The Shirley Village Archive

Derbyshire Advertiser and Journal - 23 August 1913 (Document)

WEDDING AT SHIRLEY
JOHNSON—HARLOW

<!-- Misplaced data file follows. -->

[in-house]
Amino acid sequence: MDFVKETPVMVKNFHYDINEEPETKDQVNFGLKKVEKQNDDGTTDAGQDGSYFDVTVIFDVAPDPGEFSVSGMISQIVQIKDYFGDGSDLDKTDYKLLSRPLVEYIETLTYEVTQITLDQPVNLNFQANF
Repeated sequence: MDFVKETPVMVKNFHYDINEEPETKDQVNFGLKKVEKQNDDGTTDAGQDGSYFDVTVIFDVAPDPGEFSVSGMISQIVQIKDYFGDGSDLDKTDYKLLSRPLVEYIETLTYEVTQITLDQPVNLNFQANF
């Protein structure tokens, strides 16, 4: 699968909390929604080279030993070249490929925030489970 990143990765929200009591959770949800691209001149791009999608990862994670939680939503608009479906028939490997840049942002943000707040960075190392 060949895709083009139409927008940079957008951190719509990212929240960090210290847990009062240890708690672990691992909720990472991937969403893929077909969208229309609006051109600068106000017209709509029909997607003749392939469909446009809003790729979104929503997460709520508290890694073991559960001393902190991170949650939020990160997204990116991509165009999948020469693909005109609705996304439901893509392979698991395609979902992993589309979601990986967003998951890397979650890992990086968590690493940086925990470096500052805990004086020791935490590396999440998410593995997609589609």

The parish church, Shirley, was the scene of a pretty wedding on Saturday, when the marriage was solomnised of Sergeant Albert Shaw Johnson, of Derby (P.S. 3rd Battalion of the Sherwood Foresters), and Miss Edith Harlow, eldest daughter of Mr. and Mrs. Charles Harlow, of Shirley. The bride, who was given away by her father, was attired in a pretty dress of white crêpe-de-chine and lace, ornamented with pearls and sprays of orange blossom. She wore a lace veil, lent by her aunt for the occasion, and carried a sheaf of white lillies, the gift of the bridegroom. The bridesmaids were Misses May Harlow (sister of the bride), Olive Holmes, Nancy Green, Olive Harlow niece of the bride, and Mabel Fitchett. The three elder bridesmaids wore dresses of white embroidered muslin, trimmed with valenciennes lace, and hats of white chip straw, trimmed with white roses and ribbon velvet, and each carried a bouquet of sweet peas— red, white and blue respectively, this being the gifts of the bridegroom. The two smaller bridesmaids wore white muslin frocks, and their white hats were trimmed with cherries, and tied with broad white ribbon. The duties of best man were carried out by Sergeant W. Crowson. A good number of friends and neighbours assembled at the church to watch the ceremony, which was performed by the vicar (the Rev. R. E. Coates.) The hymn "The voice that breathed o'er Eden" and the National Anthem were sung during the service, Mrs. Redfearn ably presided at the organ, and the Wedding March was played at the conclusion of the service. Several non-commissioned officers of the bridegroom Battalion were present, and these formed an arch with their crossed swords, under which the bridal party passed as they emerged from the church. A number of relations and friends were afterwards entertained by the parents of the bride, and in the evening, the newly married couple, left for Buxton, where the honeymoon is being spent. The bride wore a travelling costume of grey and white whip cord, and a pale blue hat, trimmed with cream net and moss roses. The happy pair were the recipients of numerous wedding presents, including a handsome clock from the unmarried sergeants at the Derby depot, and silver mounted pepper and mustard pots from the mess waiters.

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